A Breaking Barriers success story

Tom, like many children of prisoners, felt like he was serving a hidden sentence. Our expert practitioner supported him through it …


Moving up to secondary school is anxiety provoking. When it coincides with your father, who you last saw when you were three, being released from prison, it can feel unmanageable.

This was the case for Tom. Luckily, his head teacher recognised the need to provide early emotional support and referred him to our Breaking Barriers’ team.

Tom lived with his mother and younger step-brother. Since his father had been imprisoned Tom had no contact with him. His mother wanted it to stay that way, fearful that the nature of his offence – rape – would traumatise Tom.

She herself felt the need for advice on how to talk to Tom about the sensitive nature of his dad’s offence. She recognised that Tom needed help processing his emotions too.

“Tom was already struggling before he found out his dad would be coming out of prison. He hated school and was always getting into trouble. He was unhappy at home too, having regular meltdowns, which were getting harder to manage,” she advised.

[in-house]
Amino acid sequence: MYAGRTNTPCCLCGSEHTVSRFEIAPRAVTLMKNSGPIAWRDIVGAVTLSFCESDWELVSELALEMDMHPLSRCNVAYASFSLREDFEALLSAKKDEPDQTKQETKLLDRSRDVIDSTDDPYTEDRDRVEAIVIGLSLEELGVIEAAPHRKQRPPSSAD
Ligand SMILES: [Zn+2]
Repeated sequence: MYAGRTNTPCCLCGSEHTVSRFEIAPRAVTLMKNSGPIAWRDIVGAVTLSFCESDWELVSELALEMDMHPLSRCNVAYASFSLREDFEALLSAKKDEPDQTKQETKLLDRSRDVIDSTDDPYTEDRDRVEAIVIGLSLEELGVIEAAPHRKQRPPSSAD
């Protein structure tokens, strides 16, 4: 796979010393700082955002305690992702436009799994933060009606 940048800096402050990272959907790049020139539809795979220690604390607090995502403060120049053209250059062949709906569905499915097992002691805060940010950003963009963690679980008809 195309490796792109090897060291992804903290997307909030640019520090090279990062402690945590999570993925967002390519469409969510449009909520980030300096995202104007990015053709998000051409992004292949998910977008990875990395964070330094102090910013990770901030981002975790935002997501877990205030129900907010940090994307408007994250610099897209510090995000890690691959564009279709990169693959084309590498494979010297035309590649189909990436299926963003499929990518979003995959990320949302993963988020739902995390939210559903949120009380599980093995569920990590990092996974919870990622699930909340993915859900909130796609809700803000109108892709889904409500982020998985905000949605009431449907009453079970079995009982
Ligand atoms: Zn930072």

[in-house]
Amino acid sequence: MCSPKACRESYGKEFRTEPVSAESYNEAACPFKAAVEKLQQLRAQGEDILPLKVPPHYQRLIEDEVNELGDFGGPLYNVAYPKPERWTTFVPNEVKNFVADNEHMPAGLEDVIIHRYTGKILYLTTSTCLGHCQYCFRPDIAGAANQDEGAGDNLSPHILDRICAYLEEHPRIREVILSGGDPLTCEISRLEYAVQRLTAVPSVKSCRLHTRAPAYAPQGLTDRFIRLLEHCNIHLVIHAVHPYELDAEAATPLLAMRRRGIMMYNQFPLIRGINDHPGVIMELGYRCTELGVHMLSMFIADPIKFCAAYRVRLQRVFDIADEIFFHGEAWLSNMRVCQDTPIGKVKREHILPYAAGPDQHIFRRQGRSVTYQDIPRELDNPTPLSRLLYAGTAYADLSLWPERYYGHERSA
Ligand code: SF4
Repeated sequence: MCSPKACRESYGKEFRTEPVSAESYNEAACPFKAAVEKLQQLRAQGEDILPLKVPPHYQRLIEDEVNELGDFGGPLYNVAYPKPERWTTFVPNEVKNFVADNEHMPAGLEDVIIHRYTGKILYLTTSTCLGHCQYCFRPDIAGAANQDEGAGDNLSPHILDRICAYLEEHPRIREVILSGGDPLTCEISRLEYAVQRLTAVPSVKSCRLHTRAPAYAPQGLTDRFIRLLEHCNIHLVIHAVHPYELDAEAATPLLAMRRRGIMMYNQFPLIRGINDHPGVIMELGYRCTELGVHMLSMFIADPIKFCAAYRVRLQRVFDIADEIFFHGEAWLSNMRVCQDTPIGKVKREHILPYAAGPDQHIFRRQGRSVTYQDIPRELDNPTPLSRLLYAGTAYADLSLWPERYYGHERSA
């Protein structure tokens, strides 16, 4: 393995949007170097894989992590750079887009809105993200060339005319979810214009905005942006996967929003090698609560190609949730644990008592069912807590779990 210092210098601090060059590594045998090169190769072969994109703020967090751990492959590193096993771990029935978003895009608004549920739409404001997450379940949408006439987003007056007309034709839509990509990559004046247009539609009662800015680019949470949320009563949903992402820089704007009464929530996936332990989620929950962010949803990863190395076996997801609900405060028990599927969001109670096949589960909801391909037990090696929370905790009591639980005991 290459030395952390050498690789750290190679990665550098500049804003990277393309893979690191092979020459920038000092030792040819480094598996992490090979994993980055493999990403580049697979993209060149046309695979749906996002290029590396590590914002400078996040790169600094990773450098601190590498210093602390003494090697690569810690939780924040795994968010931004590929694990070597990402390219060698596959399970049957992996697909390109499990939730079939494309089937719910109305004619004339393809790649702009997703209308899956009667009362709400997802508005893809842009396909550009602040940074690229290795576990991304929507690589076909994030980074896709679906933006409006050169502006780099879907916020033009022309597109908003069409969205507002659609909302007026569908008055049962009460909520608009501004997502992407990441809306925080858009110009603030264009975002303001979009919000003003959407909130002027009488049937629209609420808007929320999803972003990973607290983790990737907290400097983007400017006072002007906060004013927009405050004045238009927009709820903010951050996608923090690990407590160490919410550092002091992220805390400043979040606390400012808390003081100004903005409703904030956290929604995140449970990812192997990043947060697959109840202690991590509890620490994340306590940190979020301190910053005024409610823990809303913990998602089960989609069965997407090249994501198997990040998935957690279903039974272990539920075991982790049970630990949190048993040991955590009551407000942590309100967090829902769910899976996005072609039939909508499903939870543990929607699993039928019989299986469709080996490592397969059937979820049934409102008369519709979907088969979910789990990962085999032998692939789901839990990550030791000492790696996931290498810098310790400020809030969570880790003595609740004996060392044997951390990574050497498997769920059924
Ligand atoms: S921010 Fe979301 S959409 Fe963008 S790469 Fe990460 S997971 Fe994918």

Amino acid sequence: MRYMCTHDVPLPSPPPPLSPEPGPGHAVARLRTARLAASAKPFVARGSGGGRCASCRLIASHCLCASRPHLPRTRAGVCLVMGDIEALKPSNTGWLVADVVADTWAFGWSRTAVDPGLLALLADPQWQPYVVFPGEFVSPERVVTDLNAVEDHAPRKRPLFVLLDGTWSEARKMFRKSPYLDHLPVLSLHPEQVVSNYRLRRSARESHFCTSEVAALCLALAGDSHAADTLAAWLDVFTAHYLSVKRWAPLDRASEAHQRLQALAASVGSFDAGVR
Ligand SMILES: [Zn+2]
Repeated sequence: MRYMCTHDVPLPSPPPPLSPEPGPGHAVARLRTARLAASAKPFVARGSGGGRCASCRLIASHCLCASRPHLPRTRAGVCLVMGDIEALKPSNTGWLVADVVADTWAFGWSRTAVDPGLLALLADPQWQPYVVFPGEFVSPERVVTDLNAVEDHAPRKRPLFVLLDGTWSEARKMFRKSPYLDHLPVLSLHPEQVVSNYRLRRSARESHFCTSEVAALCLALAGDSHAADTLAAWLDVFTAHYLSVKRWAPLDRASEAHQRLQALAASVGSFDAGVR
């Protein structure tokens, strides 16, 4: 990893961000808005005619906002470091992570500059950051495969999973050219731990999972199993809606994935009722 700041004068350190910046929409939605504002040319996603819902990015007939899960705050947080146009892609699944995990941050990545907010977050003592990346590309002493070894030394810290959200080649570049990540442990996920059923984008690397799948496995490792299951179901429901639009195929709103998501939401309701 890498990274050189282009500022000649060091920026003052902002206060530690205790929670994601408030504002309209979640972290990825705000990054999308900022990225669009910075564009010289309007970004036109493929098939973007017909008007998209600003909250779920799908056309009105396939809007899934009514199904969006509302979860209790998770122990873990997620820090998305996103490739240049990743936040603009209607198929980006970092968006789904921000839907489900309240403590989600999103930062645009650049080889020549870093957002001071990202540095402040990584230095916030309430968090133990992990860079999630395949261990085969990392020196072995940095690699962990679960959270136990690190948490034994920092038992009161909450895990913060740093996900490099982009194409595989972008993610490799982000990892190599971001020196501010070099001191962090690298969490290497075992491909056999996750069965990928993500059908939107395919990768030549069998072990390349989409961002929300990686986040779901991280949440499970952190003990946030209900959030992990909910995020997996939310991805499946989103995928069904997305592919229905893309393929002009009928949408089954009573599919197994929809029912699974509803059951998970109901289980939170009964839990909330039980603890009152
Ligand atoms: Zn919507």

Tom met our practitioner once a week for six weeks in a confidential and safe space at his school. Answering a proven set of questions designed to help people identify for themselves what they want to achieve from sessions, Tom identified that low moods were causing him problems. He asked for help to control them.

Our practitioner worked with Tom, blending therapeutic play techniques and targeted educational resources. Achieving some quick wins, in terms of forming better relationships and improving his concentration in classes, Tom soon experienced the lift that positive feedback brings. He went on to attend all of his sessions, where he was supported in working through difficulties, including loss, disappointment and low self-esteem.

Throughout this period, we provided telephone and email support to Tom’s mum too. This mostly focussed on how to explain difficult things to him.


Feeling safer, healthier and better connected to himself and to others, Tom opened up. Talking about his worries helped him to explore ways to respond differently to emotional triggers. He became more resilient.

One choice Tom made was to contact his father upon his release. He was clear that he might feel differently about this when the time came, that this was OK, and that he’d be supported, whatever his decision.

At the end of six weeks, Tom’s teachers reported that he seemed calmer and more stable. He was having far fewer fall-outs with friends. His attendance had improved too.

His mother reported that the sessions were positive for all of the family and that Tom was better controlling his moods, doing much better at school and had moved up to secondary school without trauma.

“Thanks to your support, Tom can now better control his moods at home and school and his move up to secondary school was smooth.”
Tom’s mum